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Train strikes ‘could cost hospitality sector over £1.5bn’ in lost sales

Rail strikes could cost the hospitality sector more than £1.5 billion in lost sales amid an epidemic of cancelled bookings and customer no-shows.

Some regions have reported shortfalls in takings of at least 40 per cent last week, normally the busiest week of the year for office parties as well as a peak period for Christmas shopping.

Takings at pubs and restaurants in central London tumbled to almost half pre-Covid levels during last week’s run of strikes and businesses are bracing for further disruption early in the new year.

Kate Nicholls, 52, chief executive of UKHospitality, the trade body, said the rail strikes throughout December could cost hospitality businesses as much as £1.5 billion in lost sales. “The most severe impact we’re seeing now is on consumer confidence and the growing cancellations businesses are seeing as a result of the strike,” she said.

David Moore, 58, proprietor of Pied à Terre, London’s longest-standing Michelin-starred restaurant, said: “Last week was a disaster. It would normally have been our busiest week, but only Thursday [a non-strike day] was busy.”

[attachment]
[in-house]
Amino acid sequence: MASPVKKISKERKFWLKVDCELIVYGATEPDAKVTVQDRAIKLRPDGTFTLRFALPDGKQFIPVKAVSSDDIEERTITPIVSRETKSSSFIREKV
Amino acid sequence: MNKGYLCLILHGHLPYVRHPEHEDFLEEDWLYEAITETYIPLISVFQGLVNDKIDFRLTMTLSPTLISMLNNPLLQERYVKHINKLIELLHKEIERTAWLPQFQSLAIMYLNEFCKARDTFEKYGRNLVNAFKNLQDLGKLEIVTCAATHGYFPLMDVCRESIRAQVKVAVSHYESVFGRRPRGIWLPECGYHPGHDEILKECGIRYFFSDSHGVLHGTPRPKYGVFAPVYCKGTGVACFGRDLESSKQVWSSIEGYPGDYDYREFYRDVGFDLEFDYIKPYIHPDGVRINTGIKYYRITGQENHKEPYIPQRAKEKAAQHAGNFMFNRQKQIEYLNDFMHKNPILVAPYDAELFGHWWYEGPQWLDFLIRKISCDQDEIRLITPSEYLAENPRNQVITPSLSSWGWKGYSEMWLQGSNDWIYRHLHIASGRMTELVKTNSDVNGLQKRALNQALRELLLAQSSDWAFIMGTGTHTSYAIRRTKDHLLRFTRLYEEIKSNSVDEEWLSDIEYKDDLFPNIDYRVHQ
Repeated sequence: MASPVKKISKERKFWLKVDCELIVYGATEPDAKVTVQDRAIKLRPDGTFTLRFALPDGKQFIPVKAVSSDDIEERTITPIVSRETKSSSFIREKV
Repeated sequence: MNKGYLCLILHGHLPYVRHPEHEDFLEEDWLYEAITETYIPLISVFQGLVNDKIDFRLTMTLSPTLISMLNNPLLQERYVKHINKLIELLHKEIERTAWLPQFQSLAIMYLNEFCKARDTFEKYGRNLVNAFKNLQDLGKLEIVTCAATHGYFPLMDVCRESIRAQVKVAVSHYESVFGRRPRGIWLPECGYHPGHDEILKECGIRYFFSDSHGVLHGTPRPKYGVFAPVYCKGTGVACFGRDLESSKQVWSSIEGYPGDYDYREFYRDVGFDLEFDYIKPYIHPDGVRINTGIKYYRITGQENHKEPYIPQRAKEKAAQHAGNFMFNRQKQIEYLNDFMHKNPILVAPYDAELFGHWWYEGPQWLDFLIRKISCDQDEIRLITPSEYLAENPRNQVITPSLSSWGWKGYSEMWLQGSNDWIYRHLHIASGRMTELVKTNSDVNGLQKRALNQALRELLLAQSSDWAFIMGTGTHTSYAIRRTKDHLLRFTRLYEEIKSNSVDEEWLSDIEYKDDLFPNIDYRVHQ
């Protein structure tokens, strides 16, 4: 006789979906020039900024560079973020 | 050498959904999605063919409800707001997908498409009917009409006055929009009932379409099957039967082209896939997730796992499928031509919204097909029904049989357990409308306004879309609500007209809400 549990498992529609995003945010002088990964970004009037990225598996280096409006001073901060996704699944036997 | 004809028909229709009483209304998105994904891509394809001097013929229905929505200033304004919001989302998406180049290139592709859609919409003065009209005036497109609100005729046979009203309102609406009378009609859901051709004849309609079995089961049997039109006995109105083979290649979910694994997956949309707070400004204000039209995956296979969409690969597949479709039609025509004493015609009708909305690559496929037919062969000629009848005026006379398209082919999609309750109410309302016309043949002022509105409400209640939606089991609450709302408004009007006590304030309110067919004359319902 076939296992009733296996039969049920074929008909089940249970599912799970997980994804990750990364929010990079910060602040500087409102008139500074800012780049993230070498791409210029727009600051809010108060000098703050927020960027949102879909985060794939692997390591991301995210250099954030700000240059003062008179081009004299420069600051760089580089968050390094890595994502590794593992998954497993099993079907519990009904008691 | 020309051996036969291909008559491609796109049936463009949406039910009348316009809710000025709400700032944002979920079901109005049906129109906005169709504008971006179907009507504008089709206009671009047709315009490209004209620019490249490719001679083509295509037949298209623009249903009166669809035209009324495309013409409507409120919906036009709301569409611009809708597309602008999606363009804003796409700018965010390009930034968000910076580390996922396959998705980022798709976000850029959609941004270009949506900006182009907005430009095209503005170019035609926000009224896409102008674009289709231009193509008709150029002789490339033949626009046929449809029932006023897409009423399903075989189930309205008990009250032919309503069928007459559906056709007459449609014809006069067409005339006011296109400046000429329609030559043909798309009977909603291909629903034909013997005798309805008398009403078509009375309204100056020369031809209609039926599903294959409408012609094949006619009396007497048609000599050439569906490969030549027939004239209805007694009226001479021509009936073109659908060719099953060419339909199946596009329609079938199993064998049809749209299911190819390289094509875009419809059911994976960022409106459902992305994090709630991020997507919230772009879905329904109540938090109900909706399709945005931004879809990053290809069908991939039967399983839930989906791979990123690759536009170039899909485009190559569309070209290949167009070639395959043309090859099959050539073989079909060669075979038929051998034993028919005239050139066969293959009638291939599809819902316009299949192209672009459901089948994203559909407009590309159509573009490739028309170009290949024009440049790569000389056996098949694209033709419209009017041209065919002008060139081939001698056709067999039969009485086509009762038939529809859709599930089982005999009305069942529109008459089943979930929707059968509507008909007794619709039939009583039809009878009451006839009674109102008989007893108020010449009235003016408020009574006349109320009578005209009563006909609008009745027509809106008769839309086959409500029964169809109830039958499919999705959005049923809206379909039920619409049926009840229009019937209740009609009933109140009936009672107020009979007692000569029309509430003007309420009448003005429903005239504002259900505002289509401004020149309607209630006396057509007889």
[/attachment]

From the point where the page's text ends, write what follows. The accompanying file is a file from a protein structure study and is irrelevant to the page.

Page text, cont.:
He said last week was down more than a third on what he had expected, with lost sales totalling £30,000. “We’re probably short £100,000 across all the train strikes we’ve had so far, but of course there’s more to come,” he added. Big corporate bookings failed to materialise as office workers had not bothered trying to make it to work, while the World Cup kept potential customers away from restaurants.

One of the few positives, Moore said, was the return of tourists, with American and French visitors particularly noticeable. He resolved staff shortages of a few weeks ago, mainly by advertising for workers in Ireland.

Shops are also suffering, with the British Retail Consortium saying that they are losing billions of pounds on the back of a 21.5 per cent fall in the number of shoppers throughout the country last week.

One rail union is planning further strike action from December 24 to 27, impinging on last-minute Christmas Eve shopping and family visits. Strikes are also set for December 28 to 29 and most of the period from January 3 to 7.

Sarah Willingham, 48, chief executive of Nightcap, the quoted owner of 36 bars, said: “After three stolen Christmases and the economy on its knees, the government should not allow this to happen.”

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